Rep. Greg Walden, R-Ore., and a colleague are sharply critical of the Democrats' Green New Deal but say they still want to seek bipartisan solutions to climate change.
Walden, House Energy and Commerce Committee Republican Leader, and Energy and Commerce Subcommittee on Environment and Climate Change Republican Leader John Shimkus (R-IL) sent a letter to Energy and Commerce Committee Chairman Frank Pallone, Jr. (D-NJ) and Energy and Commerce Subcommittee on Environment and Climate Change Chair Paul Tonko (D-NY) requesting the committee work together to find bipartisan climate solutions.
The letter comes on the heels of an Energy and Commerce hearing last week where many members on both sides of the aisle expressed interest in working together to find common sense, bipartisan solutions to address current and future climate risks.
During last week's hearing, Walden stressed the need to improve forest management to reduce the catastrophic wildfires that devastate Oregon every summer and pollute the atmosphere with carbon dioxide and particulate matter. Wildfires devastated more than 800,000 acres in Oregon in 2018, and Walden has met with people on the ground who describe how recent wildfire seasons have impacted their lives.
"As we made clear during the hearing, there is broad bipartisan agreement that prudent steps should be taken to address current and future climate risks. What will be crucial going forward is rigorous examination of the costs, effectiveness, and economic impacts of any such policy steps proposed to address these risks. And we hope you will be open to scrutiny of these policies.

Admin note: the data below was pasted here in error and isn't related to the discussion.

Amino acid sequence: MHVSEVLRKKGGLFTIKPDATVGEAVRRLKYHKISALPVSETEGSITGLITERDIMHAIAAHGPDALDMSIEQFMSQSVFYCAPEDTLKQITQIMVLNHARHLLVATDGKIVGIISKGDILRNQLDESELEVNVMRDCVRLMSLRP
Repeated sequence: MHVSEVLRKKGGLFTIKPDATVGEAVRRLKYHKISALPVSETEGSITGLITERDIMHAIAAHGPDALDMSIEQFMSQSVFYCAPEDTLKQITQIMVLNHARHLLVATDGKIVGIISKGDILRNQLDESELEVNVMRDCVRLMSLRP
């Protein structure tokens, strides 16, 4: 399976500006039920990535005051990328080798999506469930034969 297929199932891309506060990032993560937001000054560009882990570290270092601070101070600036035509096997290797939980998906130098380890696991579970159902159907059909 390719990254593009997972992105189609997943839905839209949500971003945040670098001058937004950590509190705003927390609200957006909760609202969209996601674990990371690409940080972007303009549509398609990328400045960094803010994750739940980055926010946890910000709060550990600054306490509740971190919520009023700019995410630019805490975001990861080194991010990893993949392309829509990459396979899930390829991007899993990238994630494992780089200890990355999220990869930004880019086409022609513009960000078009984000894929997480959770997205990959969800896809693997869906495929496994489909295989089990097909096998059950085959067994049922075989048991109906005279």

"Last week, some leaders of the Democratic party introduced the so-called Green New Deal, which calls for a 10-year plan to move U.S. power generation to 100 percent zero-emission energy sources. However, the Green New Deal minimizes the realities of current American and global energy systems. It ignores fundamental societal needs for affordable, reliable energy. In fact, the plan dismisses clean energy technologies essential for any future energy system, and ignores practical climate solutions that we should be working together to promote.
"But even though this proposal is billed as a solution to climate change, it also includes numerous unrelated, prohibitively expensive policy goals such as government-run health care, guaranteed income, and guaranteed employment. We have serious concerns about the potential adverse economic and employment impacts of these types of measures," Walden and Shimkus wrote.
The leaders continued, "We want America's innovators to develop the next technologies that will improve the environment and create jobs here at home. We want a healthy environment for our children, and future generations. We want our constituents and all Americans to have jobs and the opportunity to provide for their families. These are not mutually exclusive principles, and they are embedded in our approach to confronting climate risks. Let us work on them together."
Click here to read the full letter.